Exactly how much mayhem does one need to witness before concluding that something is terribly wrong? Daily headlines of extrajudicial killings of African-American citizens, war, mass migrations of persons fleeing from war, terrorist attacks in the name of God and the rude slander of persons by leading presidential contenders are enough to convince us that something is off balance. Right? But the fact is, Americans polarize into extremes and some, on the left, want to naively believe in the last superstition, progress (as Christopher Lasch wrote in his book, The True and Only Heaven). Or those on the right hunker down, double down and promote more violence as the solution to violence. It is a self-defeating proposition but logic is not a strong suit of the NRApocalyptic view of the world.
Enter the biblical narrative of Advent, which is to say, the coming of the Christ in our midst. This Sunday is the First Sunday of Advent. How much we need to hear this account again! The world is plunged into darkness. It is more than evident to anyone willing to put down their ideological playbook that human beings are sinners in need of a Redeemer. Don’t like the word “sin?” Try this: human beings are deeply alienated and in need of reconciliation. However we state the obvious, we would do well to begin our journey to a sanctuary of peace such is offered by our church. Not to the mall, clawing our way through crowds and the push-and-shove of consumer frenzy. Not to a party. But to the sanctuary of the Holy One who would speak to us again of peace and justice and a Redeemer.
See that field of shepherds? It is night. And it is night in more ways than one, for they are poor and live in the midst of a brutal Roman occupation. Set in the night sky is a star. That is a luminous symbol of Christ’s presence in our world as the dim tides of history and the inhumane plots of wicked persons blot out the light. The Gospel of John captures that scene in another way, saying, “The light shines in the darkness, and the darkness did not overcome it.” (1:5)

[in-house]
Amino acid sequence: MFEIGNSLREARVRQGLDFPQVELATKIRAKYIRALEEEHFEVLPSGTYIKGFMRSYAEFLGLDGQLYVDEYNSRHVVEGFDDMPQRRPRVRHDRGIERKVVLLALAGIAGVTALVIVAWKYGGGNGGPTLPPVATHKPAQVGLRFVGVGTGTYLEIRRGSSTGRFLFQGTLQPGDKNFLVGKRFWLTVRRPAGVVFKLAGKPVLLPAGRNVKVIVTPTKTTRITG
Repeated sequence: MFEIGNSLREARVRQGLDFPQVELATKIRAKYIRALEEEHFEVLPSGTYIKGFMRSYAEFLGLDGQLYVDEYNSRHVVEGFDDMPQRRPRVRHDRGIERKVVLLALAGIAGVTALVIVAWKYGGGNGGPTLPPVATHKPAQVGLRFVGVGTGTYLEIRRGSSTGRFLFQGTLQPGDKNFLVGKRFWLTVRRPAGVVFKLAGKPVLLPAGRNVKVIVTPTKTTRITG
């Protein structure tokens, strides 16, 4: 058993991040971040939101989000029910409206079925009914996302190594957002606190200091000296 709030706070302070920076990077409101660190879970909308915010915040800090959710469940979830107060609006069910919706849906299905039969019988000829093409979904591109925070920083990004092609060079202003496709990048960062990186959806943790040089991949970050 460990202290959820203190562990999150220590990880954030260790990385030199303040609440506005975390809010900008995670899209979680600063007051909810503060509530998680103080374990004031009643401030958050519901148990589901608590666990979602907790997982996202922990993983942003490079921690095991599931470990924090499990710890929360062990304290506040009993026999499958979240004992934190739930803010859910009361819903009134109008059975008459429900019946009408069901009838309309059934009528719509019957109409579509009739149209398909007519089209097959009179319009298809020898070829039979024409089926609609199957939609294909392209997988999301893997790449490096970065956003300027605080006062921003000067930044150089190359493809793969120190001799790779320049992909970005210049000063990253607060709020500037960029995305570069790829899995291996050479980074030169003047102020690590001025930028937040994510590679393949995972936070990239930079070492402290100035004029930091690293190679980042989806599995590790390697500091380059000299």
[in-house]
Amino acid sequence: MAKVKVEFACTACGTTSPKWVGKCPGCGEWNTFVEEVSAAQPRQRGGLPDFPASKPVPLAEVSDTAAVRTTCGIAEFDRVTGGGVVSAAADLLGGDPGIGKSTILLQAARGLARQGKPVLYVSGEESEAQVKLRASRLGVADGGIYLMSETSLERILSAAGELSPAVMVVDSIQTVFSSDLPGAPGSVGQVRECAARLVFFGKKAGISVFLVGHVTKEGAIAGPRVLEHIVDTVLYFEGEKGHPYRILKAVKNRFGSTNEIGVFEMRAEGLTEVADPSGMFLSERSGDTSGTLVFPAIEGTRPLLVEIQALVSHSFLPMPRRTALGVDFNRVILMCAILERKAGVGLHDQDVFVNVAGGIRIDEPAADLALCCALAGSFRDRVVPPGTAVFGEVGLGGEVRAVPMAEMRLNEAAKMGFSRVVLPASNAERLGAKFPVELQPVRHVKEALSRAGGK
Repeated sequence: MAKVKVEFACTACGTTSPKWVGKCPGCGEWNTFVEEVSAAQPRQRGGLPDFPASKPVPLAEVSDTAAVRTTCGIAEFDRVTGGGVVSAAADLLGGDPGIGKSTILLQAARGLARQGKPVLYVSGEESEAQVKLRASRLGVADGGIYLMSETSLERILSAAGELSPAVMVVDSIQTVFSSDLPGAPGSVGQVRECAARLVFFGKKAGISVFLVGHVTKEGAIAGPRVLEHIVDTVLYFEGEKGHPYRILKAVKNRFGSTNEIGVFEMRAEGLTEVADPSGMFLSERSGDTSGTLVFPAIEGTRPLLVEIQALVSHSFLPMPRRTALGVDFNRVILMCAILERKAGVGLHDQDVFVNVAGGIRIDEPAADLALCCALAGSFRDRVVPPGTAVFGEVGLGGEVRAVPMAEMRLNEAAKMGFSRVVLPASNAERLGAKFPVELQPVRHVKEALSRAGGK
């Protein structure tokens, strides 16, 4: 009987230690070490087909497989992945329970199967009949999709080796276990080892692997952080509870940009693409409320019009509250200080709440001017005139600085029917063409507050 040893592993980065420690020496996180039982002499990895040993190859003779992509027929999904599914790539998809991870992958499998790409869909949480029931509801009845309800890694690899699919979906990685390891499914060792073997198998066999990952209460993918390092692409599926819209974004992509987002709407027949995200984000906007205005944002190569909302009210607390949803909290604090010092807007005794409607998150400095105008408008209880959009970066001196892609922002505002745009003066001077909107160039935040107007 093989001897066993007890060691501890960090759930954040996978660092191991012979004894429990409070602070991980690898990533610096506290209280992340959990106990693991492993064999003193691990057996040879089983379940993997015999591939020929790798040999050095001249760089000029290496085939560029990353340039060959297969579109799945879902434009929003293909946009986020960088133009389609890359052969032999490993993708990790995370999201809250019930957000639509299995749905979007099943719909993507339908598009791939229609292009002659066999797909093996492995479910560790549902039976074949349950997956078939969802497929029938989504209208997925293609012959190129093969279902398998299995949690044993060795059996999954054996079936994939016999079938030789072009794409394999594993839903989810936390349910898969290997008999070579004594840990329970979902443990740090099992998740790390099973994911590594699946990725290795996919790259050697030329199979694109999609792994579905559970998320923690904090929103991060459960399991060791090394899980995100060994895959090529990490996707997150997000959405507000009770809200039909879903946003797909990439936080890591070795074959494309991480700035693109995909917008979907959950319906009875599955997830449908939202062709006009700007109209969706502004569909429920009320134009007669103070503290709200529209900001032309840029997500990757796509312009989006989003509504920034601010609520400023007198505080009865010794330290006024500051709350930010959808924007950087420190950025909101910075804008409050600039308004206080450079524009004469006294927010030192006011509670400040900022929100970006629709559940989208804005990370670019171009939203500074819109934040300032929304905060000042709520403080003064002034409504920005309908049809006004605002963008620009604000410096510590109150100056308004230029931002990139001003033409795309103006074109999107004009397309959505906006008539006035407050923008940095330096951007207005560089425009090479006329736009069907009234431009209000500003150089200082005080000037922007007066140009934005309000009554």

This is the First Sunday of Advent. Let us take a step toward light, toward love and peace. ~See you Sunday.
If you found yourself in the midst of a war, where would you go? Would you seek a place of refuge and safety? We are and have been in the midst of war.
If you awakened one more morning and heard the spin masters and tail-that-wags-the-dog rhetoricians howling as usual, what would you prefer to do? Where might you go for silence? where might you go for truth-telling?
If you peered into the mirror and felt your heart skip a beat with the sudden recognition that you are the problem as America or some other country defines a problem; if you dealt for a moment with the sober recognition that your race, your gender, your sexual orientation were the enemy as defined by money-raising think tanks that can’t think outside a tank or a box, what would you do? Where would you go to be embraced for who you are, celebrated for your singular and gifted life?
If one evening as the shadows lengthened you found yourself rubbing an aching scar, a wounded memory of having been trespassed-against, of being abandoned or unloved, what would you do? Where could you go to find healing, unconditional love, a candle lit against the darkness?